I love how the author portrayed Auggie's condition. Her approach was skillful and so so affectionate. There was one part in the beginning when Auggie's mother is talking about when he was first born, how all the nurses and the doctors were all shocked and scared, but when she finally got to look at him, all she could see was how beautiful his eyes were. LIKE FEELS, Y'ALL. Literally, his family made me cry so much, it's not okay (but totally okay). Just. Auggie is so loving and lovable and it hurts me so much when kids like him feel unloved. I LOVE YOU OKAY?!?! 

Also, the other kids in the book were amazing. They all had such distinct personalities and ways they perceived Auggie, it was wonderful how the author told the story from all their point of views. I didn't get confused at all, which isn't easy but Palacio did an awesome job at each of their voices and perceptions. I LOVE LOVE LOVED these parts because it wasn't just centered around Auggie, the entire book was built off of multiple characters and their opinions and actions and... seriously, the book was so well rounded, and you guys just trust me and everybody else who has read this book and just READ IT.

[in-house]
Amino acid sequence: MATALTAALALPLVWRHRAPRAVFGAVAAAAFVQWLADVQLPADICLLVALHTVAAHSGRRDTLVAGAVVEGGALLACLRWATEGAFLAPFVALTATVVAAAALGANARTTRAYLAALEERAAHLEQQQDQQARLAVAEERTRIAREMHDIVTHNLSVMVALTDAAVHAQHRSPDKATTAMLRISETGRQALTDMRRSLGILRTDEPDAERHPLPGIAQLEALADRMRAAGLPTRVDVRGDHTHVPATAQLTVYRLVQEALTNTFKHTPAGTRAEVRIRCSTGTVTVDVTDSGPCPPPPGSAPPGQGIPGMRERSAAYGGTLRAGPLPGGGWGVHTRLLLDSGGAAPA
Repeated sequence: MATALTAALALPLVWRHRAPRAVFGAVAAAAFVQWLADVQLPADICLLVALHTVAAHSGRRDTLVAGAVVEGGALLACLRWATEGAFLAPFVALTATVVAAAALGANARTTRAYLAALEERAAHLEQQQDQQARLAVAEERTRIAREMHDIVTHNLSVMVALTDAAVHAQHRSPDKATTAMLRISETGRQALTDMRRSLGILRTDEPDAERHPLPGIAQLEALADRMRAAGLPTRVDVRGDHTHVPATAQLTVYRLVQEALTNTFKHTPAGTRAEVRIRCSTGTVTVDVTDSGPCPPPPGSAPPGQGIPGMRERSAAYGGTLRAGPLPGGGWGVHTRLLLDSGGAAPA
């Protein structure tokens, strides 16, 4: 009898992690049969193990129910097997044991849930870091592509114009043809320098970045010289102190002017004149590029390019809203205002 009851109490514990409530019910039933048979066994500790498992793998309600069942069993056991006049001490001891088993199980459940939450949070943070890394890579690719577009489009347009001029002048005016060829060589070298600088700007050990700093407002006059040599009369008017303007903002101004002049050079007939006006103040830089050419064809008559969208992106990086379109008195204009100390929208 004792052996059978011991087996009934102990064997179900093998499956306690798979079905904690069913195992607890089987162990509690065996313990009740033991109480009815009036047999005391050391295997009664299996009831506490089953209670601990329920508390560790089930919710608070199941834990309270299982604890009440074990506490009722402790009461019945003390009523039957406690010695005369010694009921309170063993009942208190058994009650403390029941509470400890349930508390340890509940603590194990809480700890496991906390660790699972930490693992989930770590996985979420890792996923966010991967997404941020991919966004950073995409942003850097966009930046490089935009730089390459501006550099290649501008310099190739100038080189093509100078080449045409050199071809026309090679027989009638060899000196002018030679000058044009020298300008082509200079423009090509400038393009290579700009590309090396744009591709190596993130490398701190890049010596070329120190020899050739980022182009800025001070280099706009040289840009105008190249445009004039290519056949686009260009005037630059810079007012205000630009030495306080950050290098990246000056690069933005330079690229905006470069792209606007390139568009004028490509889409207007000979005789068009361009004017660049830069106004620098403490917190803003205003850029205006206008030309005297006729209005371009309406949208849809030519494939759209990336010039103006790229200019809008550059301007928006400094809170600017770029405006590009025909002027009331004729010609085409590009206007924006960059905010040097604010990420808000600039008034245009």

WOW WOW WOW WOW WOW. This was BREATHTAKINGLY BEAUTIFUL. Literally, Auggie has changed my life. I love books and movies with the message of embracing who you are and peer pressure and just real friends vs fake friends and YOU ARE AMAZING AND PERFECT EVEN IF YOU'RE DIFFERENT, OKAY?? JUST TRUST ME ON THIS. This book was so insightful and relatable it gave me chillsssss. Literal physical chillssssss. Because when I see characters overcome, it makes me want to overcome, and that mental push is all I need to accomplish anything. Auggie will always inspire me as he has inspired so many other people, young and old.